When it comes to ridiculously cheap but very useful lenses, you’d be hard pushed to beat 40+ year old Russian technology, and this suggestion from Mathieu Stern is no exception.
Here is a great tip we got from Mark Thorpe and it has to do both with TP rolls and with Macro photography. It turns out that there is a great way to diffuse the the $750 Canon MT-24EX Macro Twin Lite Flash.
At heart the MT-24EX is a dual strobe system that sits around the lens and enables getting the light pretty close to your subject from two sides. Close means soft light (I mean think how huge a strobe at 3cm must look to an ant), and two-sided-illumination means significant shadow reduction.
But PixelHobo who need just a little bit more diffusion, attached two rings made from old desk lamps covered with toilet paper to get an even bigger light source. Not really sure if this is more simple or more clever.
For more information about the rig, visit Mark’s G+ post.
Yup, toilet paper is definitely a must for photographers.
With lenses getting more and more expensive, here is a nice trick for getting wonderful photos with an f/1.8 140mm lens for less than 100$.
Yup, you heard right, true TTL on a (1959) Canon P Rangefinder. TTL stands for Through The Lens, which would be kinda impossible for that manual-focus, manual-exposure camera. Yet, Kevin Kadooka (who also made the beautiful LUX TLR) managed to build one using some 3D printed parts and a Trinket Pro 3V microcontroller.
National Geographic is known for capturing unbelievable photographs. For some of their stories they have cameras diving into the deep oceans, hand on trees, or left behind for weeks to capture a rare mating in a desolated jungle.
While Nat Geo also uses stock Nikon Cameras, they do modify them sometimes in what could only be dubbed the heavens of camera hackery labs. The lab, led by Kenji Yamaguchi – Nat Geo Chief Maker, converts cameras, lenses and strobes for specific needs. Nat Geo’s Proof did a full story and video on Kenji, giving a glimpse into the wonderful world of Nat Geo’s camera hackery.
“Until the 20th century, “reality” was everything humans could touch, smell, see and hear. Since the initial publication of the chartered electromagnetic spectrum… humans have learned that what they can touch, smell, see and hear is less than one millionth of reality.” Foreword by Niles Davis.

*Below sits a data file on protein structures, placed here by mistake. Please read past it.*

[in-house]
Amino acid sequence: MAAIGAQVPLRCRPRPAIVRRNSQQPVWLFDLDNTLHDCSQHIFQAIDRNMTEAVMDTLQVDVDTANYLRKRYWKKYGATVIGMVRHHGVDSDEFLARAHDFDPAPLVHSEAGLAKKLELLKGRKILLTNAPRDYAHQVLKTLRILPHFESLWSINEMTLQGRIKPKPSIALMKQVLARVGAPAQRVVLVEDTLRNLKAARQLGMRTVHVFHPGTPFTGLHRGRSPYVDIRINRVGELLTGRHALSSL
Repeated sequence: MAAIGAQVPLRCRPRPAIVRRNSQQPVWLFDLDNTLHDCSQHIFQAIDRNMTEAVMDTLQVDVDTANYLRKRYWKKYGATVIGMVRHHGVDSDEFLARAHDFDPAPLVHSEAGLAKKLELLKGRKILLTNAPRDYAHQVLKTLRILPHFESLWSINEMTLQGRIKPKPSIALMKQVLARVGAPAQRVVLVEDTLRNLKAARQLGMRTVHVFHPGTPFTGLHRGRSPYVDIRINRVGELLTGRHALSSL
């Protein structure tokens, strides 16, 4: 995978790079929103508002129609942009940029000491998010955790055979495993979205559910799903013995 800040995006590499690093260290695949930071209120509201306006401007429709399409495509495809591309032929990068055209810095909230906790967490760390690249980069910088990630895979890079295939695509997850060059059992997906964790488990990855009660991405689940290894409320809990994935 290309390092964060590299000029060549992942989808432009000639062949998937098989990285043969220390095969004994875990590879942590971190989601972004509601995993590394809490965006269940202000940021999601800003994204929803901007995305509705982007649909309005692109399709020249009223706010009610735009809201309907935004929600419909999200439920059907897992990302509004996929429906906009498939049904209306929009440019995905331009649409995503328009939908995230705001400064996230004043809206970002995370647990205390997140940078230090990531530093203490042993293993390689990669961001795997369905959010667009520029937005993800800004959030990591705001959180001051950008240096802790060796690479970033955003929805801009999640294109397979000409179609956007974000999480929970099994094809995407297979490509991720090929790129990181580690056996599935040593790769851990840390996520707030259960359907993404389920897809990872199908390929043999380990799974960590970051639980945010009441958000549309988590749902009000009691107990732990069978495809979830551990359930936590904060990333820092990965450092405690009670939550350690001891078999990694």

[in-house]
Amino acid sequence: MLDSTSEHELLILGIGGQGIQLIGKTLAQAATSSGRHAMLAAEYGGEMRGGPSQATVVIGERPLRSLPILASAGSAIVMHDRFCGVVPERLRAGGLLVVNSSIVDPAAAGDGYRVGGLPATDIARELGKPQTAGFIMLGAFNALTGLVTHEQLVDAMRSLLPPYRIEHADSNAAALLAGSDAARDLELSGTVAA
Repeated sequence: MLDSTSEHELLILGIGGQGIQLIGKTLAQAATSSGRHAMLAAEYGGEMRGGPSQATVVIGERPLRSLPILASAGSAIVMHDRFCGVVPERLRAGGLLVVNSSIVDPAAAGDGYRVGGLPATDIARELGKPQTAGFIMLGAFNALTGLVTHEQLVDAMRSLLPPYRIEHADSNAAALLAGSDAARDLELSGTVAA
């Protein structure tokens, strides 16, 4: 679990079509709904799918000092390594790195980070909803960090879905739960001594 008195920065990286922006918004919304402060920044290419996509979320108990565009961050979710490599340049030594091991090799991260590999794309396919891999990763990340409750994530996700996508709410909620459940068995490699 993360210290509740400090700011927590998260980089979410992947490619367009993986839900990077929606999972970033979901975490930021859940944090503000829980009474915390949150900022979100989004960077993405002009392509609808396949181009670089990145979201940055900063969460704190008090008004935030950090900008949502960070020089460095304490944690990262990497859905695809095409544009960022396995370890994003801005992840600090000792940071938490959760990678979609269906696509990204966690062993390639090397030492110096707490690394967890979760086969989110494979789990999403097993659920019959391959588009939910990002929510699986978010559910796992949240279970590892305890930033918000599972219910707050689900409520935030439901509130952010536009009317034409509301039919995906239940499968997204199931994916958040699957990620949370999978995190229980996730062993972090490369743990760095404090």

Here at Destruction Of Cats Technologies, we bring you cutting edge innovations at the forefront of the photographic revFURlution with the aid of duct tape, cardboard and other salvageable treasures found in neglected trashcans in deserted alleyways.
3 years ago, in the alleyways of Bondi Beach, Stevender hacked into his camera against the wishes of his friends, family and ancestors to reveal a hidden spectrum invisible to mere mortals: Infrared.
The clever folks over at JCAP Media have found a way to turn your old TI-84 graphing calculator that’s been sitting in the bottom of your desk drawer since college into something you may actually use. Who knew the graphing calculator could double as an intervalometer just by inputting a few commands and attaching it to your DSLR? This little hack is super easy and could actually come in handy when you’re shooting your next timelapse. Check it out!
GoPro has some cool time lapse features, but they are somewhat restricted, especially the interval between shots parameter which is limited to 60 seconds. If the camera is close to a computer though, you can get total control over the camera by issuing simple HTTP requests.
Those commands control everything from waking the up the camera; through
it is not often that a person builds their own camera, and even less common for them to build a large format camera, but Jimmy.c. Alzen just built one of those. The total cost of the build was less than $150 + several years of education and tinkering know-how.
Eivind shares that one of the most used functions on his Fuji X1 is the back panel direction buttons which he uses to move the focus point. He does that by assigning the front custom button to activate focus point selection.
When I shoot, I move the focus point around a lot. So on the X-T1 I’ve assigned the function to activate focus point selection to the front custom button. Then I can press it with my middle finger, and move the focus point with my thumb on the four buttons around the OK button. But I want to do this without having to take the camera from my eye to see which button I’m pressing.
So to work more efficiently with the camera, I rolled thin stripes of Sugru and applied to all four buttons around the OK button. I also put a small dot of Sugru on the front function button, the Focus Assist button, and on the AF-L button. Why not the AE-L button you might wonder? Because with only a dot on one of those two, I immediately know where on the back of the camera my finger is without having to look. And I chose red because it looked color than black.